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Grand Rounds
December 6, 2000

Clinical Features of and Recent Advances in Therapy for Fabry Disease

Author Affiliations

Author Affiliations: Developmental Metabolic Neurology Branch, National Institute of Neurological Disorders and Stroke, National Institutes of Health, Bethesda, Md.


Grand Rounds at the Clinical Center of the National Institutes of Health Section Editors: John I. Gallin, MD, the Clinical Center of the National Institutes of Health, Bethesda, Md; David S. Cooper, MD, Contributing Editor, JAMA.

JAMA. 2000;284(21):2771-2775. doi:10.1001/jama.284.21.2771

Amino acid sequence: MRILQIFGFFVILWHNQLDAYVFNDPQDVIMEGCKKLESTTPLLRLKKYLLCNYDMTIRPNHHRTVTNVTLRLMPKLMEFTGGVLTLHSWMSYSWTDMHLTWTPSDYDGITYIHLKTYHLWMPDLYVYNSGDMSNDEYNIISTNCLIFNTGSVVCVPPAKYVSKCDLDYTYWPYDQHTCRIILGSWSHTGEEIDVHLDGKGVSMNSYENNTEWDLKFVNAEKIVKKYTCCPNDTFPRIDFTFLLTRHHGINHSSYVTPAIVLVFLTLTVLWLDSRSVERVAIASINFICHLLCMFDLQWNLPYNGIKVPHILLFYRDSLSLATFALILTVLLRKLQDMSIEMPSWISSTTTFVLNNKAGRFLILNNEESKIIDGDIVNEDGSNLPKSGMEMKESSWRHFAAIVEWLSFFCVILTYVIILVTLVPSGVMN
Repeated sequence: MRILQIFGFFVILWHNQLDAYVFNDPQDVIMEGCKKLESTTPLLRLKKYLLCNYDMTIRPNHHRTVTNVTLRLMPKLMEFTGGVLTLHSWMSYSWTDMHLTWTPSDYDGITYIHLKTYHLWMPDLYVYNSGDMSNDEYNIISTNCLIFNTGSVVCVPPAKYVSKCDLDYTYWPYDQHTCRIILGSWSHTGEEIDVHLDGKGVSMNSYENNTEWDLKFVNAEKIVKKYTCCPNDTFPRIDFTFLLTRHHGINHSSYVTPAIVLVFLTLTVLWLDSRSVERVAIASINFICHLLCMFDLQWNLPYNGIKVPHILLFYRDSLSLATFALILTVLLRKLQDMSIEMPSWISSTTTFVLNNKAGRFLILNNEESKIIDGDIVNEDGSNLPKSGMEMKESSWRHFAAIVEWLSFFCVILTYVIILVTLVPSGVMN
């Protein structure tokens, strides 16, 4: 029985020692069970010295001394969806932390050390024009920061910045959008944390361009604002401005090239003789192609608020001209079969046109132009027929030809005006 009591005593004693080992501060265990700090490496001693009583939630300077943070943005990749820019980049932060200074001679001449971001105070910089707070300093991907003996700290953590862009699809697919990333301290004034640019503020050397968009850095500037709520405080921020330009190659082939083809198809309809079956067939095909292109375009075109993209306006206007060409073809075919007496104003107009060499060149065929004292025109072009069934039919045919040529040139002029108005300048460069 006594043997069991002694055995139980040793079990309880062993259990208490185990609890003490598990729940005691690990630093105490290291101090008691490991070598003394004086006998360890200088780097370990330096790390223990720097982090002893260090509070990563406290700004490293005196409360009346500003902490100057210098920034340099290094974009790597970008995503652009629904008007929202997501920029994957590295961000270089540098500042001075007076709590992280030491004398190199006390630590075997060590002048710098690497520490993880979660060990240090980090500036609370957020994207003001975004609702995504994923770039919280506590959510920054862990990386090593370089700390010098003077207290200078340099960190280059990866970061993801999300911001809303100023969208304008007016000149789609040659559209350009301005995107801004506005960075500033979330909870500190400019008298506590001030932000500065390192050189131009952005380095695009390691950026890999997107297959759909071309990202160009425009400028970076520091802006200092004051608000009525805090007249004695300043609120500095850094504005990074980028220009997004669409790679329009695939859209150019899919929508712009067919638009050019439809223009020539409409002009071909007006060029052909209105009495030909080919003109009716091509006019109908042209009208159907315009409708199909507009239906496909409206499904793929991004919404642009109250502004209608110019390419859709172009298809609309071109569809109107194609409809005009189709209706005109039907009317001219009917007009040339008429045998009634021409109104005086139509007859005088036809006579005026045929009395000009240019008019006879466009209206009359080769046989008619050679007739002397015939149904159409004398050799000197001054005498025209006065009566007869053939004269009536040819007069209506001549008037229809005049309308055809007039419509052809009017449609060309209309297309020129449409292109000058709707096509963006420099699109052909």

Fabry disease is an X-linked recessive lysosomal storage disorder caused by a deficiency of α-galactosidase A. Intracellular accumulation of globotriaosylceramide, the glycolipid substrate of this enzyme, leads to severe painful neuropathy with progressive renal, cardiovascular, and cerebrovascular dysfunction and early death. Men are predominantly affected but many female carriers have similar clinical involvement, including increased risk of stroke. Physical stigmata, such as angiokeratomas in skin and mucous membranes and characteristic benign corneal abnormalities, facilitate identification of Fabry disease. The finding of a marked decreased activity of α-galactosidase A in white blood cells or cultured skin fibroblasts confirms the diagnosis. Treatment thus far has been symptomatic only. Etiology-based therapies are being developed that include enzyme replacement therapy, gene therapy, and substrate deprivation. Our recently completed double-blind, placebo-controlled trial of intravenous infusions of α-galactosidase A in patients with Fabry disease demonstrated the safety and efficacy of this treatment.